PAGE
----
A Washington Post investigation has discovered that Mexican agriculture is a major emitter of the potent greenhouse gasoline nitrous oxide.
The seemingly countless fields surrounding Ciudad Obregon in southern Sonora are considered Mexico’s breadbasket, with tens of hundreds of acres planted with wheat yearly and over 1 million tons harvested final yr, in accordance to state knowledge.
But a brand new investigation by the Washington Post has discovered that heavy dependence on nitrogen fertilizers there and elsewhere is leading to important — and poorly monitored — emissions of nitrous oxide. The gasoline is many instances stronger than CO2 in heating the environment and stays there for much longer.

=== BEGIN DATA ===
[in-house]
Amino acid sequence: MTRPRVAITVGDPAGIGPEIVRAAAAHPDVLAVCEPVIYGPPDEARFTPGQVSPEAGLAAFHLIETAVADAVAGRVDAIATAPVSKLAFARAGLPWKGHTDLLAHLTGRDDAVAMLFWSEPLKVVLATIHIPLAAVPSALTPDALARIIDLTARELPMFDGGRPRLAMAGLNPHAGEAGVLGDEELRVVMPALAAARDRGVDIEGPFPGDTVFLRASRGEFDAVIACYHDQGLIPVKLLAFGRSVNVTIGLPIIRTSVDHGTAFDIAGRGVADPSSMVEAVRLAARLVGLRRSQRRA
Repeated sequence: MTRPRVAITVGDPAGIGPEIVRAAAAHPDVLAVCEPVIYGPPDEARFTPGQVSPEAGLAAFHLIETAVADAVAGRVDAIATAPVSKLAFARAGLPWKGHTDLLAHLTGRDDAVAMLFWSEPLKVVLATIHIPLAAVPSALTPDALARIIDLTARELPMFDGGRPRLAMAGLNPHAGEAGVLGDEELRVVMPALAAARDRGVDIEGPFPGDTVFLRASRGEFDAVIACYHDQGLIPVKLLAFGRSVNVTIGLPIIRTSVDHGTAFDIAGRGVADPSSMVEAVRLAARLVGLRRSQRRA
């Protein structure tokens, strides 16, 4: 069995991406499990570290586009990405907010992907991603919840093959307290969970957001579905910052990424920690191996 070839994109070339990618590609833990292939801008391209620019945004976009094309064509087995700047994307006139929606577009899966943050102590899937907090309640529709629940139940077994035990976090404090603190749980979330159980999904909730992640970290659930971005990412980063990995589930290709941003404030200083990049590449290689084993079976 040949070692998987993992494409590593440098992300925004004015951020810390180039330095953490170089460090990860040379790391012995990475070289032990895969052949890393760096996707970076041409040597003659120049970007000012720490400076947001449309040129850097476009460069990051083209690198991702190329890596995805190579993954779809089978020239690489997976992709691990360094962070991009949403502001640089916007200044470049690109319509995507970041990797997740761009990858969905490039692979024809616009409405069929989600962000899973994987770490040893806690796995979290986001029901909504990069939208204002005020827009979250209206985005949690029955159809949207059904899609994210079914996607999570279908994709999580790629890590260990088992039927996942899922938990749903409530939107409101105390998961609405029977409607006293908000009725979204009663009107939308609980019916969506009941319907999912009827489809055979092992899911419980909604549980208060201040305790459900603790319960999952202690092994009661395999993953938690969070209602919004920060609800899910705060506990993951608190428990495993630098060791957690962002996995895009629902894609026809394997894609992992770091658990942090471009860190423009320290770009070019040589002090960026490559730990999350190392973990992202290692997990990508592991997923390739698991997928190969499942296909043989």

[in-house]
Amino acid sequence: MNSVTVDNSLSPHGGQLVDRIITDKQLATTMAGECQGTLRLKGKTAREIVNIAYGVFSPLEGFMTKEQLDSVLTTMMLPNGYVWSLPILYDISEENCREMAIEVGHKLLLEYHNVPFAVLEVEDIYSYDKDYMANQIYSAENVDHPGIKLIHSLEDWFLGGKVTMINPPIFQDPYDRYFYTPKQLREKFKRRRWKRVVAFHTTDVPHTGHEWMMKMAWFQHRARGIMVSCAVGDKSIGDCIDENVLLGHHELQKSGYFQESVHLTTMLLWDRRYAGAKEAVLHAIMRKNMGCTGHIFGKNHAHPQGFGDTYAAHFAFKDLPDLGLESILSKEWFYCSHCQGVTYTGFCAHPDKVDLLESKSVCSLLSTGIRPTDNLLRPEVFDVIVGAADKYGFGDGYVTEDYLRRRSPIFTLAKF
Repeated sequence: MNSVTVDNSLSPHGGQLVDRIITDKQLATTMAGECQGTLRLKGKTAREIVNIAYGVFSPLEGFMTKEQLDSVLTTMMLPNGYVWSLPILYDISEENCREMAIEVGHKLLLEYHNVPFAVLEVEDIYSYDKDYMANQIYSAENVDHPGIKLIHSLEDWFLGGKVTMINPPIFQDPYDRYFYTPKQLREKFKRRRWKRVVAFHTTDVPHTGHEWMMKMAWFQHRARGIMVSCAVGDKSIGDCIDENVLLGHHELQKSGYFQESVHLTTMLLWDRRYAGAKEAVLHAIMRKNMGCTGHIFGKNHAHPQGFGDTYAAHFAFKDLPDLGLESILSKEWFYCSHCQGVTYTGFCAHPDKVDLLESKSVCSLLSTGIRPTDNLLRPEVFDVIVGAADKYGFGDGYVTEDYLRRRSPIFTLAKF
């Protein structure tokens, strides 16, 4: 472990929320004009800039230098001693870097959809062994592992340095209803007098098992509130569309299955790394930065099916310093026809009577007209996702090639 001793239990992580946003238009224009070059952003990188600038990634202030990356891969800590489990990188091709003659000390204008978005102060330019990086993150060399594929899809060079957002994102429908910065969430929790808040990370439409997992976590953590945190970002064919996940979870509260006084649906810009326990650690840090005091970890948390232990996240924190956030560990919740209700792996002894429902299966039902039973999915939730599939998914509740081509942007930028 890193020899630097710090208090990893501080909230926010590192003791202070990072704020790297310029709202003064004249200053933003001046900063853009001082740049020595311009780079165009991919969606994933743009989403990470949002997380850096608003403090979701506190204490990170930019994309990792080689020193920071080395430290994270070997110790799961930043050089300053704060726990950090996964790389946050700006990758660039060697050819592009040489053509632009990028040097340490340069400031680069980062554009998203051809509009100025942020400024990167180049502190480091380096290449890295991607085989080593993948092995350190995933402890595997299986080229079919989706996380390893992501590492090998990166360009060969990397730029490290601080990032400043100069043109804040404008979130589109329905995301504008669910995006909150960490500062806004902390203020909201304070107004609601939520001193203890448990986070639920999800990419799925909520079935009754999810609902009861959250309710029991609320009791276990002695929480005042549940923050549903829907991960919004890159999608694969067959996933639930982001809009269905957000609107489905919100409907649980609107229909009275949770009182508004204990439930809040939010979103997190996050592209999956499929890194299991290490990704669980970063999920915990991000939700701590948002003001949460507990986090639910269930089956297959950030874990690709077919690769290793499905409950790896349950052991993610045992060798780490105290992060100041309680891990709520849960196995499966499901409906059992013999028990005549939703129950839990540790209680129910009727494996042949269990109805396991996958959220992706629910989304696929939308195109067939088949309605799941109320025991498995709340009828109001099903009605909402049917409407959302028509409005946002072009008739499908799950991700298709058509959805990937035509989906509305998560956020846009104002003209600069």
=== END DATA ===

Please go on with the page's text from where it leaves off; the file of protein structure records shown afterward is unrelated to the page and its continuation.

Mexican regulators acknowledged to the Post that there aren’t laws on using such fertilizers, and that enforcement in the event that they did exist could be troublesome. Runoff from the fields additionally ends in damaging algae blooms within the Sea of Cortez, the Post reviews.